I’ve had a baby, why am I leaking?

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Written by Ellen Barnett 

  • Wesnes et al (2009) found that 14% of women after their first baby had stress urinary incontinence 6 months after delivery
  • Thomasen et al (2007) found that less than half of women with urinary incontinence during pregnancy had resolved 6 months after delivery

Stress urinary incontinence is the involuntary loss of urine with activities that increase the pressure inside the abdomen. It is commonly seen with activities such as coughing, sneezing, lifting, running or sport. Leakage of urine after having a baby is common, however not something you have to just put up with! To understand why we need to step back first and look at the continence mechanism.

The mechanism of urinary continence is reliant on several factors. The first key factor is the ring of muscles around the urethra called the urethral sphincter. This needs to maintain a higher resting pressure than the pressure inside the bladder. The second factor is the pelvic floor muscles. The pelvic floor muscles should automatically activate prior to the increases in abdominal pressure (e.g. cough) to help with the closure of the urethra. The third factor is the connective tissue. The ligaments around the urethra, bladder, and pelvic floor need to have enough resistance and strength to support the continence mechanism. 

 

Hose

Picture this: the urethra is like a hose. Someone’s foot stamping on the hose is like the urethral sphincter and the pelvic floor. Provided these muscles have good strength, then no water should leak out of the hose. 

Let’s take it one step further and imagine now the hose is resting on a trampoline. The trampoline is like the connective tissue supporting your muscles and organs. A firm trampoline will allow a small amount of stretch or bounce but you will be able to still stamp down to close the hose with your foot. A soft and stretchy trampoline will make it much harder to stop the hose leaking completely.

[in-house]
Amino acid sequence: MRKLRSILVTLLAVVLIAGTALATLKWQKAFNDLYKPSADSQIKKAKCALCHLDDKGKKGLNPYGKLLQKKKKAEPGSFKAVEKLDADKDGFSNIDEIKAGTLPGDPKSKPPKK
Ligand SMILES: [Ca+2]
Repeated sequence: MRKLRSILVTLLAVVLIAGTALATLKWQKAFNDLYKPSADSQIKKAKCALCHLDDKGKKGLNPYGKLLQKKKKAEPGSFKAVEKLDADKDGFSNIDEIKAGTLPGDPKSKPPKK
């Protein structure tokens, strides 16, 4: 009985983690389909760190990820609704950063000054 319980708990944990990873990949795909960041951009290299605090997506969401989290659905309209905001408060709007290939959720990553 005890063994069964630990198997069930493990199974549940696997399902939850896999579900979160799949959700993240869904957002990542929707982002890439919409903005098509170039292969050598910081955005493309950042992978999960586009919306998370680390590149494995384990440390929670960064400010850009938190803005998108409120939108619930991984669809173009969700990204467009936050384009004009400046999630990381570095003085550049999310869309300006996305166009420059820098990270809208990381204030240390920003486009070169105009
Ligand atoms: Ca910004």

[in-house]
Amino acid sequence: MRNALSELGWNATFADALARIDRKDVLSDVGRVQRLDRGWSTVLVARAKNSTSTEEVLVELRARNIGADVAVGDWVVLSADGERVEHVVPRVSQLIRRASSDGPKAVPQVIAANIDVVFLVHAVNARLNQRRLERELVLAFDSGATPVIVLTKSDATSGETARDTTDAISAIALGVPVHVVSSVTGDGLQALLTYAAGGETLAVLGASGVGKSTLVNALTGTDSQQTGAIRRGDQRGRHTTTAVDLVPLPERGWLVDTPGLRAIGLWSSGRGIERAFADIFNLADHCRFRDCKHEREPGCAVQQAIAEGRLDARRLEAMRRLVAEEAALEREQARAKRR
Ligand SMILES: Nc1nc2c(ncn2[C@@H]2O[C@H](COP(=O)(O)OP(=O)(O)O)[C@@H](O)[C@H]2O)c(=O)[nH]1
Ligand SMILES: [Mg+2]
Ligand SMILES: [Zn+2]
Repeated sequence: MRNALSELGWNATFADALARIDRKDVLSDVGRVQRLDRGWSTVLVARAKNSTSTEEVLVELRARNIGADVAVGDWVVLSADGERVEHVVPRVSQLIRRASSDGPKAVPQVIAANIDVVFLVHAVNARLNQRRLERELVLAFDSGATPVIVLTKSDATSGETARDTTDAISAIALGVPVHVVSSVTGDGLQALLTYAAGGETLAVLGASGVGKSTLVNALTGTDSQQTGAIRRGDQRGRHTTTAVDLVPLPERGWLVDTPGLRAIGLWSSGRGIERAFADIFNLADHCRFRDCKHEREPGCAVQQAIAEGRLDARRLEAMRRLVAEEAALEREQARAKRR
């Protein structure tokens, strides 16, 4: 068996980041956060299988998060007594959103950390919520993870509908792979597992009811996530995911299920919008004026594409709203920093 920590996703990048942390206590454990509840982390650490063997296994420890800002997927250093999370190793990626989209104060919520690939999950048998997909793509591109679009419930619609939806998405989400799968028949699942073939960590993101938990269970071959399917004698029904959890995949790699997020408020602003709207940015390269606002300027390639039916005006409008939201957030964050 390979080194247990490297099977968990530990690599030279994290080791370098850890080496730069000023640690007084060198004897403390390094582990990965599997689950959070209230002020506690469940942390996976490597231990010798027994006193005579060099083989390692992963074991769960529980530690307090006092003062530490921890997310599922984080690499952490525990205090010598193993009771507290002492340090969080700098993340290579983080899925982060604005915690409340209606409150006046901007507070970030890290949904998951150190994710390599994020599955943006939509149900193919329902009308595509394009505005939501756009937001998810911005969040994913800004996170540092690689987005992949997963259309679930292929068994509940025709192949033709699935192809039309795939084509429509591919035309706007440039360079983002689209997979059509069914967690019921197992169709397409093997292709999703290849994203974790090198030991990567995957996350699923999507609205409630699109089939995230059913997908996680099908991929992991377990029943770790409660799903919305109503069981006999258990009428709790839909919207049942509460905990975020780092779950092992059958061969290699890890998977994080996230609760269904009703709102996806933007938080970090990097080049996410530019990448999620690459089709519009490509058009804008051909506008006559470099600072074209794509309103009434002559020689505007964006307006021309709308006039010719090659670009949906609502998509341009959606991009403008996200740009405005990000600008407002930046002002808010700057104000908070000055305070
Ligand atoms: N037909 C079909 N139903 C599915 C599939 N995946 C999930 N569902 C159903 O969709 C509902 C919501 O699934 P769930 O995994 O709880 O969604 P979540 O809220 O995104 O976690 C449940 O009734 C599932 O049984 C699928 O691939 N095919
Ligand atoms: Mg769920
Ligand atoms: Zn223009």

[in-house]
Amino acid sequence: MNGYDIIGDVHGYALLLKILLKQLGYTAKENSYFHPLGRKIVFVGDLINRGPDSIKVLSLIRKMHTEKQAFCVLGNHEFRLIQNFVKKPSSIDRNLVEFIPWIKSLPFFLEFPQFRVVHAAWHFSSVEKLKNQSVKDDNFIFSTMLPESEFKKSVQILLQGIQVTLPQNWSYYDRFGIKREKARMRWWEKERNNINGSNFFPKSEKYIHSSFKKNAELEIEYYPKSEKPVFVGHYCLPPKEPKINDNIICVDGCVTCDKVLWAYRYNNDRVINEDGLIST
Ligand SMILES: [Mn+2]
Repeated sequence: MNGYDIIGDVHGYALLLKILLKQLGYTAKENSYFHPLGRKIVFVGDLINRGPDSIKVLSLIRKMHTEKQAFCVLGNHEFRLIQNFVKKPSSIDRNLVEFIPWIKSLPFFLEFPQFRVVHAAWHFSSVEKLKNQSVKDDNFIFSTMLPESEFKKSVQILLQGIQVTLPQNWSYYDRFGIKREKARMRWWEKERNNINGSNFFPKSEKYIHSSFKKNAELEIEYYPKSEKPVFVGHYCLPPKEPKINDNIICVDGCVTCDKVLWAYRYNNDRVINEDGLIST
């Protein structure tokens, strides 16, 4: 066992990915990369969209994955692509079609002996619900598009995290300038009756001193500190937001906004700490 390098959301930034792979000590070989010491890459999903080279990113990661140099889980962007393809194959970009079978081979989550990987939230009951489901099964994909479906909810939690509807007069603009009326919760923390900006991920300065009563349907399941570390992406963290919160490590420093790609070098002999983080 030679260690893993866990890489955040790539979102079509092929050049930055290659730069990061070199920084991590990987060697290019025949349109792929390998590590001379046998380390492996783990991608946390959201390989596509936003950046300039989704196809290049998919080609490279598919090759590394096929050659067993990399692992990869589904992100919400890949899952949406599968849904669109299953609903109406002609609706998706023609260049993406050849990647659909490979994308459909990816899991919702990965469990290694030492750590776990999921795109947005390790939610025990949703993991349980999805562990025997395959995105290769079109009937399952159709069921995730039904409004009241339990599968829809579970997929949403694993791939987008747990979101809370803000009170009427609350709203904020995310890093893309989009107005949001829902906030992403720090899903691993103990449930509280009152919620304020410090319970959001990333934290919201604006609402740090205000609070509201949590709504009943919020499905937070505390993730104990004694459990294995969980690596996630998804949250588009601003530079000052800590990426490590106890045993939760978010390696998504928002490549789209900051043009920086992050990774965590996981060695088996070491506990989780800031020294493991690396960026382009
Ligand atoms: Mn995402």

So, what are the risk factors for developing incontinence post birth?

  • You are more likely to experience urinary incontinence after birth if you had some leakage of urine prior or during your first pregnancy.
  • Increased maternal weight at the end of pregnancy increases the risk of stress urinary incontinence post-natally. Deitz-Itza et al (2009) found the pregnant term body weight of >75kg more than doubled the risk of stress urinary incontinence.
  • Family history of urinary incontinence. The connective tissue which supports the urethra is a factor related to the development of stress urinary incontinence. It is suggested that the genetic component is a factor related to the development of stress urinary incontinence (Deitz et al 2005).
  • Gestational diabetes increases the risk of post-natal incontinence

What should I do if I have urinary incontinence?

Get properly assessed by a trained health professional. A women’s health physiotherapist will be able to determine the strength of your pelvic floor muscles and assess the stretch in your connective tissue. Specific exercises will be given to you to build up the closure mechanism around the urethra, and in some cases fitting a pessary can help the continence mechanism. You should receive advice on what type of exercises are right for you and guidance on progressing back into exercise or sport safely. 

 

Deitz et al 2005, BJOG, Blacker neck mobility is a heritable trait?, vol 112 (3) pp 334 339

Deitz – Itza et al 2009, Influence on maternal weight on the new onset of stress urinary incontinence in pregnancy women, IUJ, vol 20: 1259- 1263

Thomasen et al 2007, Urinary incontiencne symptoms during and after pregnancy in continence and incontinent primiparas, Int Urogynaecol J Pelvic Floor Dysfunction, vol 18 (2) pp 147- 151

Wesnes et al 2009, The effect of urinary incontinence status during pregnancy and delivery mode on incontinence postpartum, a cohort study, Br J Obstet Gynecol 116 (5) pp 700 – 707

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